Tuesday, October 08, 2013

Others Say Smart Stuff Too - Part XLII

The Democrats have made a lot of stew out of the supposed "unconstitutionality" of the Republican House's actions regarding funding the government. The Republicans have been described as anarchists, terrorists, hostage takers, and other names less savory. Critics say, "Obamacare was passed by both (Democrat) houses of Congress, signed into law by the (Democrat) President, and ruled Constitutional." (My notes added to improve accuracy.) The overall Democrat theme is "How dare Republicans use funding in this way?"

The answer lies in the words of James Madison, America's fourth President, and the man often referred to as "The Father of the Constitution." Here's what he had to say about the House of Representatives and funding (Some emphasis is mine):

"The House of Representatives can not only refuse, but they alone can propose the supplies requisite for the support of Government. They, in a word, hold the purse; that powerful instrument by which we behold, in the history of the British Constitution, an infant and humble representation of the People gradually enlarging the sphere of its activity and importance, and finally reducing, as far as it seems to have wished, all the overgrown prerogatives of the other branches of the Government.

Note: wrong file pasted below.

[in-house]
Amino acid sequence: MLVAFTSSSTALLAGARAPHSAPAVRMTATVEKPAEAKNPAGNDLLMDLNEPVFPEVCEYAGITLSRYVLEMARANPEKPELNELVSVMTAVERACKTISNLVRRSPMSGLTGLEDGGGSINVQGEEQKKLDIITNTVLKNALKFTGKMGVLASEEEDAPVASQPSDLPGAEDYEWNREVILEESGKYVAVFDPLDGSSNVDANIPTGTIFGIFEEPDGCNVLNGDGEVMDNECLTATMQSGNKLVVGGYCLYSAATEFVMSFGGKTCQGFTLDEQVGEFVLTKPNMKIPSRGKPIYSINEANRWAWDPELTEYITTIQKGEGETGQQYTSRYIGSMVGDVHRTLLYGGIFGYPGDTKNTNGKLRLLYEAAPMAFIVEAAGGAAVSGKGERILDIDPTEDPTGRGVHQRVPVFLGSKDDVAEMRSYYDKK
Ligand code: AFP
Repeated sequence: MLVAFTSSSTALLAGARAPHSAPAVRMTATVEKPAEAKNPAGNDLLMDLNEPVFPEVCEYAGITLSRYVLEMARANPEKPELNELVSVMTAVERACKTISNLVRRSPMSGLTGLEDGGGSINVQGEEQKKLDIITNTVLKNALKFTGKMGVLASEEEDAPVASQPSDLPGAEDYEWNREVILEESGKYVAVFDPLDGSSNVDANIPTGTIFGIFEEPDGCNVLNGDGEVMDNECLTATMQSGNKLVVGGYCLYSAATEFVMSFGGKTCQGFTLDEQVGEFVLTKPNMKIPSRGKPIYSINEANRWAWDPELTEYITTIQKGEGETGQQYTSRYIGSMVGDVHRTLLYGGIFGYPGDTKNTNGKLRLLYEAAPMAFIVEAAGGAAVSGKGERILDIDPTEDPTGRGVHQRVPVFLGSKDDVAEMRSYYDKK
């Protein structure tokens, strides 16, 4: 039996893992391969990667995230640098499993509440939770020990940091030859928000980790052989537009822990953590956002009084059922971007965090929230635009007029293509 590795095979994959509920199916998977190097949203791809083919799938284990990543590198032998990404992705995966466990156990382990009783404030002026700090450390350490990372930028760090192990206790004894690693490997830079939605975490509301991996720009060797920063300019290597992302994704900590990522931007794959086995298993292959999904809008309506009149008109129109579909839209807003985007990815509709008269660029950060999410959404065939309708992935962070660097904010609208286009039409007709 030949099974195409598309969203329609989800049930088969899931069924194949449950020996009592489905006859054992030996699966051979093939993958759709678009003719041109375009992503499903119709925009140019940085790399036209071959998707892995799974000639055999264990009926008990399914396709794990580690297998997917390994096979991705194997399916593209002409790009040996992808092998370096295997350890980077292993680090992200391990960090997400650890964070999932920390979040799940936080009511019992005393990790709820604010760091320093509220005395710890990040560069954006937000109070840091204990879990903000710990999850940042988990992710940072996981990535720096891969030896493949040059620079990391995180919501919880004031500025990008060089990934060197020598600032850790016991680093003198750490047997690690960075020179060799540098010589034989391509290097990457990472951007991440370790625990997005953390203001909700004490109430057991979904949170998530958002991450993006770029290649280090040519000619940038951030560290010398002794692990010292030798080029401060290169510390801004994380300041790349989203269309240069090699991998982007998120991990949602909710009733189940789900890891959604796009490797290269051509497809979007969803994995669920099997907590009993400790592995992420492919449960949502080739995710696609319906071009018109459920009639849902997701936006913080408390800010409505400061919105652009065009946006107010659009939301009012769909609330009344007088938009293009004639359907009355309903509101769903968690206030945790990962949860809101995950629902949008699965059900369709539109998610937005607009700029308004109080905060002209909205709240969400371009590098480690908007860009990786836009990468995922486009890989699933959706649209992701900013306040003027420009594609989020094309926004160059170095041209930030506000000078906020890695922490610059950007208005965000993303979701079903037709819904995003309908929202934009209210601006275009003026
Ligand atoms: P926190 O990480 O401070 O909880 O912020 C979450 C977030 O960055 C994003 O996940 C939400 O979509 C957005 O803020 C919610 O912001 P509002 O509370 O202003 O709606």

"This power over the purse may, in fact, be regarded as the most complete and effectual weapon, with which any Constitution can arm the immediate Representatives of the People, for obtaining a redress of every grievance, and for carrying into effect every just and salutary measure." - James Madison, Federalist Papers #58 (1788)
As the closest representatives of the people (the majority of whom oppose Obamacare) it is the House's duty to use the power of the purse to fulfill the people's wishes. Refusing funding, reducing the prerogatives ("excesses") of other branches of government, and redressing ("remedying") the grievances of the people are right in line with what the Founders had in mind when they wrote the Constitution.

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